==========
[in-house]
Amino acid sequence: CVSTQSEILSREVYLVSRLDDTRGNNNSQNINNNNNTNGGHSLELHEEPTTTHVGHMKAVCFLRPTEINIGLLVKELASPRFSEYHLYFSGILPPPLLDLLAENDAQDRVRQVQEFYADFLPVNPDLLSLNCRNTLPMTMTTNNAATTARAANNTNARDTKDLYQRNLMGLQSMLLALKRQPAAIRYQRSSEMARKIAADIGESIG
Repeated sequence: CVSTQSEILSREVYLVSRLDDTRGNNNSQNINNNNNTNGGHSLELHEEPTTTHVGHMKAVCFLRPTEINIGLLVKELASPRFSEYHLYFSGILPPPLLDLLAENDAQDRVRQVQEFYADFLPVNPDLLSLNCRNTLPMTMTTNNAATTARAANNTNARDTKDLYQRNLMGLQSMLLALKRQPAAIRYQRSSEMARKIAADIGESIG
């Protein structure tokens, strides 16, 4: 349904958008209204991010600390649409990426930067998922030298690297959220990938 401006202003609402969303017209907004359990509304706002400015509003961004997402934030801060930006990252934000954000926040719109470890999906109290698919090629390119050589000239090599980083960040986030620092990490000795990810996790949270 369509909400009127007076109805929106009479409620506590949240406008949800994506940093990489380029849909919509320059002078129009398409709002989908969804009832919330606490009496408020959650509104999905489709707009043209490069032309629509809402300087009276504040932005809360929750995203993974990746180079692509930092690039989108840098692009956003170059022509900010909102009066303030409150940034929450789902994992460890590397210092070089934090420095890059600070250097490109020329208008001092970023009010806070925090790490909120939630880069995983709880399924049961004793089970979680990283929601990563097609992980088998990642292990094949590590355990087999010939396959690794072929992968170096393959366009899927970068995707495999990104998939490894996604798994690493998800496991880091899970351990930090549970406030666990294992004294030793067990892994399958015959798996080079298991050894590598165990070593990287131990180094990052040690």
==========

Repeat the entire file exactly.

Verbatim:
[in-house]
Amino acid sequence: CVSTQSEILSREVYLVSRLDDTRGNNNSQNINNNNNTNGGHSLELHEEPTTTHVGHMKAVCFLRPTEINIGLLVKELASPRFSEYHLYFSGILPPPLLDLLAENDAQDRVRQVQEFYADFLPVNPDLLSLNCRNTLPMTMTTNNAATTARAANNTNARDTKDLYQRNLMGLQSMLLALKRQPAAIRYQRSSEMARKIAADIGESIG
Repeated sequence: CVSTQSEILSREVYLVSRLDDTRGNNNSQNINNNNNTNGGHSLELHEEPTTTHVGHMKAVCFLRPTEINIGLLVKELASPRFSEYHLYFSGILPPPLLDLLAENDAQDRVRQVQEFYADFLPVNPDLLSLNCRNTLPMTMTTNNAATTARAANNTNARDTKDLYQRNLMGLQSMLLALKRQPAAIRYQRSSEMARKIAADIGESIG
């Protein structure tokens, strides 16, 4: 349904958008209204991010600390649409990426930067998922030298690297959220990938 401006202003609402969303017209907004359990509304706002400015509003961004997402934030801060930006990252934000954000926040719109470890999906109290698919090629390119050589000239090599980083960040986030620092990490000795990810996790949270 369509909400009127007076109805929106009479409620506590949240406008949800994506940093990489380029849909919509320059002078129009398409709002989908969804009832919330606490009496408020959650509104999905489709707009043209490069032309629509809402300087009276504040932005809360929750995203993974990746180079692509930092690039989108840098692009956003170059022509900010909102009066303030409150940034929450789902994992460890590397210092070089934090420095890059600070250097490109020329208008001092970023009010806070925090790490909120939630880069995983709880399924049961004793089970979680990283929601990563097609992980088998990642292990094949590590355990087999010939396959690794072929992968170096393959366009899927970068995707495999990104998939490894996604798994690493998800496991880091899970351990930090549970406030666990294992004294030793067990892994399958015959798996080079298991050894590598165990070593990287131990180094990052040690």